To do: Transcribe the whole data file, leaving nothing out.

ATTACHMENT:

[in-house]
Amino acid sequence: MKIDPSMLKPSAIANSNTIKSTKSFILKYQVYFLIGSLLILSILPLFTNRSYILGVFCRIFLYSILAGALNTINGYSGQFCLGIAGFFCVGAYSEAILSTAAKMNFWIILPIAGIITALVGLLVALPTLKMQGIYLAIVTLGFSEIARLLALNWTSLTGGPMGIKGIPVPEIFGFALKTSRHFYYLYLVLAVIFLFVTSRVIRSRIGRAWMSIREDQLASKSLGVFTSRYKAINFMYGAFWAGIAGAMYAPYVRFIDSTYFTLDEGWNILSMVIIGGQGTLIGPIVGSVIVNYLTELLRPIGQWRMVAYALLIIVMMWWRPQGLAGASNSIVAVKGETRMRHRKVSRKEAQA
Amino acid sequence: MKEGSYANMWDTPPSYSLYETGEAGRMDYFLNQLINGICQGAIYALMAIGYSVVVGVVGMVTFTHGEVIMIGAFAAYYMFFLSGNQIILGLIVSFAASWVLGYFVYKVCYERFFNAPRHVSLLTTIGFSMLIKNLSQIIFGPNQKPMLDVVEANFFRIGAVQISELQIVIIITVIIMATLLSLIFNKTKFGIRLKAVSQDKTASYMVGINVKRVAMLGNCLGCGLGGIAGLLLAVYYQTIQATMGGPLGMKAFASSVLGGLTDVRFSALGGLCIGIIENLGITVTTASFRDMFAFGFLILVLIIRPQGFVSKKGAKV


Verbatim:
[in-house]
Amino acid sequence: MKIDPSMLKPSAIANSNTIKSTKSFILKYQVYFLIGSLLILSILPLFTNRSYILGVFCRIFLYSILAGALNTINGYSGQFCLGIAGFFCVGAYSEAILSTAAKMNFWIILPIAGIITALVGLLVALPTLKMQGIYLAIVTLGFSEIARLLALNWTSLTGGPMGIKGIPVPEIFGFALKTSRHFYYLYLVLAVIFLFVTSRVIRSRIGRAWMSIREDQLASKSLGVFTSRYKAINFMYGAFWAGIAGAMYAPYVRFIDSTYFTLDEGWNILSMVIIGGQGTLIGPIVGSVIVNYLTELLRPIGQWRMVAYALLIIVMMWWRPQGLAGASNSIVAVKGETRMRHRKVSRKEAQA
Amino acid sequence: MKEGSYANMWDTPPSYSLYETGEAGRMDYFLNQLINGICQGAIYALMAIGYSVVVGVVGMVTFTHGEVIMIGAFAAYYMFFLSGNQIILGLIVSFAASWVLGYFVYKVCYERFFNAPRHVSLLTTIGFSMLIKNLSQIIFGPNQKPMLDVVEANFFRIGAVQISELQIVIIITVIIMATLLSLIFNKTKFGIRLKAVSQDKTASYMVGINVKRVAMLGNCLGCGLGGIAGLLLAVYYQTIQATMGGPLGMKAFASSVLGGLTDVRFSALGGLCIGIIENLGITVTTASFRDMFAFGFLILVLIIRPQGFVSKKGAKV